Teaching English successfully in Thailand can be a challenging experience. Let's explore three techniques that English teachers may use in the classroom to assist students to efficiently acquire language.
Instructor Edlyn Paulette Lopez, far left, and Instructor Usarat Monkhunthod, far right, begin a lesson with kindergarten students at Pongsiri Wittaya School. The teachers model Total Physical Response (TPR) for the adjective ‘big’, while students mimic the actions and speech of their teachers. TPR improves vocabulary comprehension through vocal and body movement association. MICHAEL JAY GONZALES
A primary goal in teaching any language is to help students achieve Basic Interpersonal Communication Skills (Bics), or just everyday language tools. Specially Designed Academic Instruction in English (SDAIE) techniques provide effective tools for success in teaching and learning comprehension. Let's discuss these two and related concepts.
Total Physical Response
Total Physical Response (TPR) is a simple technique that should be used routinely to increase vocabulary, specifically, verbs and adjectives. The students will engage in body movements that represent words. In a typical TPR routine, students will be speaking, listening and moving their bodies to the correct word association/position.
A typical TPR routine for adjective development would begin with the six common universal concepts: big/small, long/short, tall/short. The teacher will model, for example, the adjective "big", both orally and physically (arms and hands held out to represent something big). Students then mimic spoken English, body movement and the word in their native language. The number of words should increase weekly.
Into, through and beyond
Into-Through-Beyond is a guide for lesson planning and delivery. It is based on the idea of scaffolding. Scaffolding is the building of new knowledge upon existing knowledge.
This teaching strategy allows students to connect new concepts to ones they are already familiar with. In this way, students become active learners.
- Into a lesson. When beginning a lesson, it is good practice to review previous lessons and point out any new vocabulary that may be used in the new lesson. Don't forget to check for any prior knowledge that students may already have of the material before introducing the new lesson. Aid students in making connections from vocabulary already learned.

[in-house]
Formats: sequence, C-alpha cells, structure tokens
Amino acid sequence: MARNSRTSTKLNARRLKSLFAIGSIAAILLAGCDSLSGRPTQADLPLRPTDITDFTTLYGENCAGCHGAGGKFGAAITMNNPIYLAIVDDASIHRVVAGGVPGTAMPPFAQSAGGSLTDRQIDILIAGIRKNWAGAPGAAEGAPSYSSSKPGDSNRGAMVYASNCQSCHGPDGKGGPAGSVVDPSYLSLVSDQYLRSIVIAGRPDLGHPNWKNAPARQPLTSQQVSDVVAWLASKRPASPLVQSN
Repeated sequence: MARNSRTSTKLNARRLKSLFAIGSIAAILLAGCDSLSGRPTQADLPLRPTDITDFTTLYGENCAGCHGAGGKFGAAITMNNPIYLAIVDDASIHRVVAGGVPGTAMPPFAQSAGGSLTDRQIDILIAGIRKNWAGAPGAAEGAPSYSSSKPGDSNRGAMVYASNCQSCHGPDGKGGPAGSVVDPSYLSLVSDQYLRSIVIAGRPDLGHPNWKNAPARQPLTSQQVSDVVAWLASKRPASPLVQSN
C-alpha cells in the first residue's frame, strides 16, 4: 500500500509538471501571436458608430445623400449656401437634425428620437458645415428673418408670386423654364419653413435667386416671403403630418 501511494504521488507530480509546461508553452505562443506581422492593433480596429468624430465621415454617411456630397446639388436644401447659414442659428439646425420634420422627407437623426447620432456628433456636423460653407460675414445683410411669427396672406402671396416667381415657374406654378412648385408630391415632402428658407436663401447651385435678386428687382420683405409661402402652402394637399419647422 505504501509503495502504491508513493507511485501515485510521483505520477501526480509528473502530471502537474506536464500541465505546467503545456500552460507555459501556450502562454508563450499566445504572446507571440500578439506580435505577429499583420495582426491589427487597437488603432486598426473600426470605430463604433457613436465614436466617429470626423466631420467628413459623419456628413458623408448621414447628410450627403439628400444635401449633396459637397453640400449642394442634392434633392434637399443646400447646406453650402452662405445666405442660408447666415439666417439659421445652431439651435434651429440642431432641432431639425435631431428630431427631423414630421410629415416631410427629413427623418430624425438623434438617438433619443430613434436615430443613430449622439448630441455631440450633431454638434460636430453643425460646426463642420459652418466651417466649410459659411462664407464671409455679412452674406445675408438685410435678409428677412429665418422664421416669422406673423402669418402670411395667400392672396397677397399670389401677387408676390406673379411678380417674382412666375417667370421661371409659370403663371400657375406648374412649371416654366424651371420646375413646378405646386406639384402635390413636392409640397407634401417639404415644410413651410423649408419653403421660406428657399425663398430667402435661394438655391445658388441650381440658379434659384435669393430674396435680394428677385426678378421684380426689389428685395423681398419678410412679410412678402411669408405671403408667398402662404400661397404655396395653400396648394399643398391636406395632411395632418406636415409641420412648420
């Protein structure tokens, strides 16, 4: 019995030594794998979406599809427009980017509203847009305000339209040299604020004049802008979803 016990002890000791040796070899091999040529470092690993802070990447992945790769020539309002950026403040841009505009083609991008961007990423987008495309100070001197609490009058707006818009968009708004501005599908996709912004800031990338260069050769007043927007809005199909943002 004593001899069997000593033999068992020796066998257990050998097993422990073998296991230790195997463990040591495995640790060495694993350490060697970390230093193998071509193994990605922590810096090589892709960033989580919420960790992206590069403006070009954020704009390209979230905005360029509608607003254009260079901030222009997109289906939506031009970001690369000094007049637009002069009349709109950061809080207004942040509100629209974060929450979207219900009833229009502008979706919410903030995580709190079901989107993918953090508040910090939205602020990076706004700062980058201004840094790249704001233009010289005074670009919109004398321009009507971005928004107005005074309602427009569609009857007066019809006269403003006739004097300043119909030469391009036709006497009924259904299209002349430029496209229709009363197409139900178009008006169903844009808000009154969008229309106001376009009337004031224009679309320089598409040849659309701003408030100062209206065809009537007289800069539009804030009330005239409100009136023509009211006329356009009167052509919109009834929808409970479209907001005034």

In teaching a lesson on schools, the teacher may inquire what students might expect to see at a school. A possible response from actively engaged students could be: teachers, students, a library.
- Through a lesson. Begin teaching the new material and modelling new concepts. Introduce and use new vocabulary. Use lots of TPR, repetitions, graphic organisers and, if possible, real objects (realia) and manipulatives. Encourage students to make connections on their own by asking questions that tap into their prior knowledge.
- Beyond a lesson. Point out real world applications to students. If the material selected relates to the students' lives, they are more likely to remember the ideas taught during the lesson. Hint towards the next lesson by asking questions that require students to use critical thinking and deductive reasoning skills and already-learned vocabulary.
For example, to go beyond a unit on schools, the teacher may ask the related question, "What might you expect to see in a city?" The youngsters may very well offer these (new vocabulary) words: a hospital, a bank, a bus, etc.
Every student is different and every student learns differently. Some students will naturally excel in some lessons or subjects, while others will struggle to understand even the most basic facet of a particular topic or subject being taught. This is only natural. Be prepared by knowing the individual strengths and weaknesses of each of your students.
One way to achieve this is by constantly assessing each student informally. Before moving forward to the next item in your lesson plan, check for whole-group and individual understanding.
Use various levels of teaching during whole-group instruction by choosing the appropriate levels of question/concept for individual students. This allows all students of various levels to experience some success.
When students experience success, they become more confident to use the new language and recently acquired knowledge. Encourage exceptional students with higher-level questions while, simultaneously, offering reasonably less-challenging options to students who may be somewhat more challenged.
These three simple strategies can be of significant use to those teaching English at any level. Specially Designed Academic Instruction in English strategies are simply good teaching methods. These strategies are not intended to be used independently, but should be woven together throughout all lessons. This article has only touched on SDAIE. There are many websites and books that explain SDAIE more thoroughly.
Michael Jay Gonzales is a US national living in northeast Thailand. He teaches grades three to six at PongsiriWittaya School. He is credentialed by the State of California and Thailand. His specialty is in SDAIE teaching techniques. You may email him at email@example.com .